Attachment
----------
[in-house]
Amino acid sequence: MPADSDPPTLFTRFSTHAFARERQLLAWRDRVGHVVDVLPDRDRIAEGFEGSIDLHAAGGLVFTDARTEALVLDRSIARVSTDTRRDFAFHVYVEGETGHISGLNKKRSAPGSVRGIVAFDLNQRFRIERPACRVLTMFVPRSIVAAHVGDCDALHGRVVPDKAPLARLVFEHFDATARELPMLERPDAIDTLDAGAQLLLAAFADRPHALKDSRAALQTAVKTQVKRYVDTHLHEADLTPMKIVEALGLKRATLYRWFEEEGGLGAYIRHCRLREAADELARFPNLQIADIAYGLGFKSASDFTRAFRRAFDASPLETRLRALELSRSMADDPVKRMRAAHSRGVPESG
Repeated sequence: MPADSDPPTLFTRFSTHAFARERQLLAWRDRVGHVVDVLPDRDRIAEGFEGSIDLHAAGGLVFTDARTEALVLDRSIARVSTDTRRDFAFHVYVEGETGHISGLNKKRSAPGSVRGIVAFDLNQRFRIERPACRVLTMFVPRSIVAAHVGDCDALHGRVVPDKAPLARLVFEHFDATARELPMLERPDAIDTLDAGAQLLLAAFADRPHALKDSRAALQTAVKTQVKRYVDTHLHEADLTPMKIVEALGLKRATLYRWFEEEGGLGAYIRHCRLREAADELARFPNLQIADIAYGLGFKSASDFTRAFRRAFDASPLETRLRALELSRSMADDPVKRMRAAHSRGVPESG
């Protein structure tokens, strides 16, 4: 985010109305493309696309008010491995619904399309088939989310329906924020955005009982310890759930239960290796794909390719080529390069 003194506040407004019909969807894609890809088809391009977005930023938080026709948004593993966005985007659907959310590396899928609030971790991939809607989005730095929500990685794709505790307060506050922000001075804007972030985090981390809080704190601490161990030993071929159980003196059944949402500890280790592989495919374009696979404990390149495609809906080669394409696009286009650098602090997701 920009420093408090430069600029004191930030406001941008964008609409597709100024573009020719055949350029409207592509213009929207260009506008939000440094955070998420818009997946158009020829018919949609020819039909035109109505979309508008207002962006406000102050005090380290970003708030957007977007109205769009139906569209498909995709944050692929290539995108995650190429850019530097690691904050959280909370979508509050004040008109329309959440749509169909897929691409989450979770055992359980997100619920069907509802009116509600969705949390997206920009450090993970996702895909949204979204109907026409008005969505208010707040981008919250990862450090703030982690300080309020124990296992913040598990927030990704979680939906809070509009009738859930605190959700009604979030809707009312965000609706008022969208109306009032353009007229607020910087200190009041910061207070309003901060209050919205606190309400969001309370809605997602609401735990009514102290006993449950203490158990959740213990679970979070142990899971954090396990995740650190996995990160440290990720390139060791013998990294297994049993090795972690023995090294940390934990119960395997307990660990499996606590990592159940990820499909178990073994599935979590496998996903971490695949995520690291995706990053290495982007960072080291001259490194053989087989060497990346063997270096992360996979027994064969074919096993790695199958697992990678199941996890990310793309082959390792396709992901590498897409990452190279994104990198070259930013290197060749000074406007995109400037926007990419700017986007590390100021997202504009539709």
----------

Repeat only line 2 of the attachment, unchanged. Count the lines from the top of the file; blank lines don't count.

Amino acid sequence: MPADSDPPTLFTRFSTHAFARERQLLAWRDRVGHVVDVLPDRDRIAEGFEGSIDLHAAGGLVFTDARTEALVLDRSIARVSTDTRRDFAFHVYVEGETGHISGLNKKRSAPGSVRGIVAFDLNQRFRIERPACRVLTMFVPRSIVAAHVGDCDALHGRVVPDKAPLARLVFEHFDATARELPMLERPDAIDTLDAGAQLLLAAFADRPHALKDSRAALQTAVKTQVKRYVDTHLHEADLTPMKIVEALGLKRATLYRWFEEEGGLGAYIRHCRLREAADELARFPNLQIADIAYGLGFKSASDFTRAFRRAFDASPLETRLRALELSRSMADDPVKRMRAAHSRGVPESG